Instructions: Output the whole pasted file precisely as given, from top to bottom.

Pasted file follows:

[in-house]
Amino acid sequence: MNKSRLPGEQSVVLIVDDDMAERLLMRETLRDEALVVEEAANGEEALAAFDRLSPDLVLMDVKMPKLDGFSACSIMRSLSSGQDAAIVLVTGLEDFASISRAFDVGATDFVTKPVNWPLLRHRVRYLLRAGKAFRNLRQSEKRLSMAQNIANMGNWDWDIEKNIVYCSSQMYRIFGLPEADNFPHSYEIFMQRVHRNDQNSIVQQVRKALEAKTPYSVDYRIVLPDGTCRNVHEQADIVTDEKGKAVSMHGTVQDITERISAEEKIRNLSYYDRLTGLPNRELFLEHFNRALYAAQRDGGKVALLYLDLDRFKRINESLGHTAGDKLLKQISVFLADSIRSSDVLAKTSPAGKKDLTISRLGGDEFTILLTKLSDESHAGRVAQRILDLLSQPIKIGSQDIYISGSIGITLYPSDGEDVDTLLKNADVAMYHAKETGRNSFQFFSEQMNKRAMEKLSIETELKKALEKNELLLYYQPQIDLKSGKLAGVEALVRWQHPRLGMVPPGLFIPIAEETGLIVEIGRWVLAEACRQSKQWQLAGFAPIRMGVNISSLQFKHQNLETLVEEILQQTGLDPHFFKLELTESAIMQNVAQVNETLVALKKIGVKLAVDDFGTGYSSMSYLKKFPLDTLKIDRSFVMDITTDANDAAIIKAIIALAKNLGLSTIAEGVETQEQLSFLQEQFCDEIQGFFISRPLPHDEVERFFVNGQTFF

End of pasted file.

[in-house]
Amino acid sequence: MNKSRLPGEQSVVLIVDDDMAERLLMRETLRDEALVVEEAANGEEALAAFDRLSPDLVLMDVKMPKLDGFSACSIMRSLSSGQDAAIVLVTGLEDFASISRAFDVGATDFVTKPVNWPLLRHRVRYLLRAGKAFRNLRQSEKRLSMAQNIANMGNWDWDIEKNIVYCSSQMYRIFGLPEADNFPHSYEIFMQRVHRNDQNSIVQQVRKALEAKTPYSVDYRIVLPDGTCRNVHEQADIVTDEKGKAVSMHGTVQDITERISAEEKIRNLSYYDRLTGLPNRELFLEHFNRALYAAQRDGGKVALLYLDLDRFKRINESLGHTAGDKLLKQISVFLADSIRSSDVLAKTSPAGKKDLTISRLGGDEFTILLTKLSDESHAGRVAQRILDLLSQPIKIGSQDIYISGSIGITLYPSDGEDVDTLLKNADVAMYHAKETGRNSFQFFSEQMNKRAMEKLSIETELKKALEKNELLLYYQPQIDLKSGKLAGVEALVRWQHPRLGMVPPGLFIPIAEETGLIVEIGRWVLAEACRQSKQWQLAGFAPIRMGVNISSLQFKHQNLETLVEEILQQTGLDPHFFKLELTESAIMQNVAQVNETLVALKKIGVKLAVDDFGTGYSSMSYLKKFPLDTLKIDRSFVMDITTDANDAAIIKAIIALAKNLGLSTIAEGVETQEQLSFLQEQFCDEIQGFFISRPLPHDEVERFFVNGQTFF